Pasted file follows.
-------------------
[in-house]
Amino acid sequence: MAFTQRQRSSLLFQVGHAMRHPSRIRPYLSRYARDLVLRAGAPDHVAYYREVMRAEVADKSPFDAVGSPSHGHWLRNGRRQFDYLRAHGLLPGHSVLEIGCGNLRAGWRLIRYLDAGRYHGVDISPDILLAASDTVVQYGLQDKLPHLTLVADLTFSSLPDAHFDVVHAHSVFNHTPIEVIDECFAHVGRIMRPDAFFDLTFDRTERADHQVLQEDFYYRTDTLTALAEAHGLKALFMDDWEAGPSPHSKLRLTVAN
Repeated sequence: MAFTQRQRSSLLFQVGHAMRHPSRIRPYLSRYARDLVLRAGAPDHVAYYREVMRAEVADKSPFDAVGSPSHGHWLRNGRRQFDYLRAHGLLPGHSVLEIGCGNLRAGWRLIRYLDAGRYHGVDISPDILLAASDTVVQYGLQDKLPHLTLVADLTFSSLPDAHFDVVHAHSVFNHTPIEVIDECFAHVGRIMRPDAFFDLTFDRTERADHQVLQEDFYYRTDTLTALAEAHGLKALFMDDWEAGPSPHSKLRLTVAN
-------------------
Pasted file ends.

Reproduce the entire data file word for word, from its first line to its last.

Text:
[in-house]
Amino acid sequence: MAFTQRQRSSLLFQVGHAMRHPSRIRPYLSRYARDLVLRAGAPDHVAYYREVMRAEVADKSPFDAVGSPSHGHWLRNGRRQFDYLRAHGLLPGHSVLEIGCGNLRAGWRLIRYLDAGRYHGVDISPDILLAASDTVVQYGLQDKLPHLTLVADLTFSSLPDAHFDVVHAHSVFNHTPIEVIDECFAHVGRIMRPDAFFDLTFDRTERADHQVLQEDFYYRTDTLTALAEAHGLKALFMDDWEAGPSPHSKLRLTVAN
Repeated sequence: MAFTQRQRSSLLFQVGHAMRHPSRIRPYLSRYARDLVLRAGAPDHVAYYREVMRAEVADKSPFDAVGSPSHGHWLRNGRRQFDYLRAHGLLPGHSVLEIGCGNLRAGWRLIRYLDAGRYHGVDISPDILLAASDTVVQYGLQDKLPHLTLVADLTFSSLPDAHFDVVHAHSVFNHTPIEVIDECFAHVGRIMRPDAFFDLTFDRTERADHQVLQEDFYYRTDTLTALAEAHGLKALFMDDWEAGPSPHSKLRLTVAN